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Patching a large stem hole

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#1
I got this pipe in a lot at the flea market. It had a large hole and I thought it would be an interesting challenge to repair.




I stuck a piece of thin cardboard (covered with scotch tape) into the stem, along with a pipe cleaner to hold it in place.


I tried filling up the hole with Black Superglue (that has worked for me on small holes and deep tooth marks) but it crumbled away and didn't hold.
Then I tried JB Weld but it didn't hold either.


I didn't want to give up, so I tried Black Epoxy.



It seems to be working so far, but the color didn't match and the patch didn't polish smoothly.


If I do this again, I think I'll try adding activated charcoal to the Epoxy
(or to "thick" or "extra thick" Superglue - that seem to only come in clear).

Has anyone had success filling large stem holes?
 
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User3940

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#4
I wish I had that much free time. That is why I am looking forward to retirement, then I can putter around the shop.

I just received a Peterson Shamrock that has a stem that has a small bite hole in the bottom of it. I may either try your technique, or send it to you so you can work your magic on it.
 
#5
I wish I had that much free time. That is why I am looking forward to retirement, then I can putter around the shop.

I just received a Peterson Shamrock that has a stem that has a small bite hole in the bottom of it. I may either try your technique, or send it to you so you can work your magic on it.
Send it, Coastie. Happy to give it a try.
 

Basil Meadows

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#6
Here's a thought, have no idea if it'll work. What if you sand the patch down a little and now that the hole is filled, just put a covering coat of super glue on it for the final cover. The super glue fills I've seen you do have been a perfect match for color.
 

mecompco

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#7
Here's a thought, have no idea if it'll work. What if you sand the patch down a little and now that the hole is filled, just put a covering coat of super glue on it for the final cover. The super glue fills I've seen you do have been a perfect match for color.
That's what I was thinking, or save that for "next time". Do the big fill with epoxy (wouldn't even need to be black) then do the last of the fill with the black superglue.
 
#8
What if you sand the patch down a little and now that the hole is filled, just put a covering coat of super glue on it for the final cover.
Do the big fill with epoxy ...then do the last of the fill with the black superglue.
Thanks Basil Meadows and mecompco. I went with that idea.

First, I removed about half of the Epoxy with a small round bit in my dremel on the slowest speed.


Then I filled the space with Black Superglue in small layers. It worked beautifully.

Here's the patch after filing, sanding, and micromesh pads 1500-4000 but before final polishing with 6000-12000 pads and buffing.


And the final results after polishing/buffing.


Now I'm happy with this repair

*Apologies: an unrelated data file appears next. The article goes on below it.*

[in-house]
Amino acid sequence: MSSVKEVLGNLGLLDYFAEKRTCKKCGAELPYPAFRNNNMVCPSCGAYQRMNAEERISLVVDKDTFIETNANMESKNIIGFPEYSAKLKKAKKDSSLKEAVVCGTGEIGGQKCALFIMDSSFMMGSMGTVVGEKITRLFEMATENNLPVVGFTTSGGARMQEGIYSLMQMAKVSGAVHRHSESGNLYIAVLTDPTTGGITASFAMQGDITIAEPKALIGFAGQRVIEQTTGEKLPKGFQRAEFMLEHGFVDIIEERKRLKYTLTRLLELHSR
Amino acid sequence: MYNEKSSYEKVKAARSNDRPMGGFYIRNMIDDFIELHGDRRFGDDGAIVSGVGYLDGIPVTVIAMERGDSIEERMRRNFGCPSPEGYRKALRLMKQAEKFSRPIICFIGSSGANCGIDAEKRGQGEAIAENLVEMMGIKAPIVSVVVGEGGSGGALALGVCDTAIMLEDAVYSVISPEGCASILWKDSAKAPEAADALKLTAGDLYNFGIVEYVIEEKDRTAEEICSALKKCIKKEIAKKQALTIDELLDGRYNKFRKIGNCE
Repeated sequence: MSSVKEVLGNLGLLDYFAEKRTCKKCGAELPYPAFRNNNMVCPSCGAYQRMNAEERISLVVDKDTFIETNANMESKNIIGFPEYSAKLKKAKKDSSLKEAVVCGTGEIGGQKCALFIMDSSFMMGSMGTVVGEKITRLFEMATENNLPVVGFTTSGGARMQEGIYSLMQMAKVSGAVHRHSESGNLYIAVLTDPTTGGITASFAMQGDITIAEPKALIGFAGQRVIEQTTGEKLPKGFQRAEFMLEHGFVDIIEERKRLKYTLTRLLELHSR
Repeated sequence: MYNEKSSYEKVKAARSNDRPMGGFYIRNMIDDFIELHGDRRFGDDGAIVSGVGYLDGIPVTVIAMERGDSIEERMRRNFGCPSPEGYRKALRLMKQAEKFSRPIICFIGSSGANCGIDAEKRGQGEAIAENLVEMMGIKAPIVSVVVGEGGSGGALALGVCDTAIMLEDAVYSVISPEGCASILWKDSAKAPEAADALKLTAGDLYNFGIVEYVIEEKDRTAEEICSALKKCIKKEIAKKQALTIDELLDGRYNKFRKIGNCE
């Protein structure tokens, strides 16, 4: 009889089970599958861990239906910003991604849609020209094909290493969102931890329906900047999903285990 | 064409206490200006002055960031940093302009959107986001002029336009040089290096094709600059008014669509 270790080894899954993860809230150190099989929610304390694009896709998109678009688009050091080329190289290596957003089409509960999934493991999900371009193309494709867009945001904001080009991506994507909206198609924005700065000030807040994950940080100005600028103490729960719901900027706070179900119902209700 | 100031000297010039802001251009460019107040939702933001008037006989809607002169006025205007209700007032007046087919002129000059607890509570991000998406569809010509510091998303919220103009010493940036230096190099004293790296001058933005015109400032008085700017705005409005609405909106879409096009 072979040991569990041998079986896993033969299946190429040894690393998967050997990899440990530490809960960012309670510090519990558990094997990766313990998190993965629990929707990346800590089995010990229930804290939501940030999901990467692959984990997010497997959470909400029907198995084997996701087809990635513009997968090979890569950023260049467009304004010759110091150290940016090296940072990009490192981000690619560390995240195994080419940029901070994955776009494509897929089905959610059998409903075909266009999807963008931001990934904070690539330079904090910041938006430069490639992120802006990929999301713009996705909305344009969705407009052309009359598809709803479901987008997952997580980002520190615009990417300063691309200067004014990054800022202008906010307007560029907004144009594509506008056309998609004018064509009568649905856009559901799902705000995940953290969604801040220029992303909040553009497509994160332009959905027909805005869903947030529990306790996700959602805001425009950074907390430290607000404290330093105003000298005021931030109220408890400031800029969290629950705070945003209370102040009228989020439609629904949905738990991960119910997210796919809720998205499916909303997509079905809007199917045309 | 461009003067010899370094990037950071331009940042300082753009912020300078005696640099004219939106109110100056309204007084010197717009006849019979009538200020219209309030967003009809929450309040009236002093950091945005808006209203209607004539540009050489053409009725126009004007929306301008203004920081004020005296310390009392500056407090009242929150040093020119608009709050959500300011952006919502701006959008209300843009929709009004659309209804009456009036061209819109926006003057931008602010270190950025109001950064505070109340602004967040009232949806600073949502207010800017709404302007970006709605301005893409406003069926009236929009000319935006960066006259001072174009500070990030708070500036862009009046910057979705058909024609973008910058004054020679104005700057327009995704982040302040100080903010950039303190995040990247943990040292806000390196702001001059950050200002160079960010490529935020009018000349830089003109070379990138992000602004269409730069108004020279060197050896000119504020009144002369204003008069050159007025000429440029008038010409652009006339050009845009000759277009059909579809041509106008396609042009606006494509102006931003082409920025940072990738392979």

and delighted to have made an improvement in my stem repair skills.
 
#11
Thanks for sharing! I will have to give your method a try on this little Normandy (front)... It was a friend's grandfather's pipe & I have been meaning to do something about the damaged stem/bit for quite some time.

 

conroygc

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#12
I've been hesitant to use superglue on pipes since I heard through the grapevine that burning superglue will release cyanide gas. But after googling it I wasn't able to find much info about that. Has anyone else looked into this? Paging dwaugh?

But definitely don't get it on cotton, it can ignite!!
 

Basil Meadows

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#13
I've been hesitant to use superglue on pipes since I heard through the grapevine that burning superglue will release cyanide gas. But after googling it I wasn't able to find much info about that. Has anyone else looked into this? Paging dwaugh?

But definitely don't get it on cotton, it can ignite!!
Being that it's stem repair, don't think heat would be much of a factor. I've heard that about burning it. LoL, don't think I'll try it to find out!
 

mecompco

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#14
I've done a few pipe with the black superglue. Once it's dry, and near the button, I'm not worried about any toxicity. How hot is it going to get at that point on the stem? If it doesn't get hot, it's not going to release any toxins once it's dry.
 

Riff Raff

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#18
Bravo - now that is a pipe repair! I'd go at it the same way you did. Using the epoxy as the base is smart, topped by the black superglue - it looks like a million bucks!
 
#20
I posted this repair awhile ago. I used ebonite dust with the black glue. It failed. I might try the epoxy base first.
Let us know how it turns out.

I let the extra mixed epoxy sit out in the air so that I could test it from time to time to estimate when it was cured. It seemed to cure after an hour but remained somewhat flexible. It was still flexible after two days. I was expecting the epoxy to get hard, like superglue does, but it never did. I guess that's the properties of epoxy.
 
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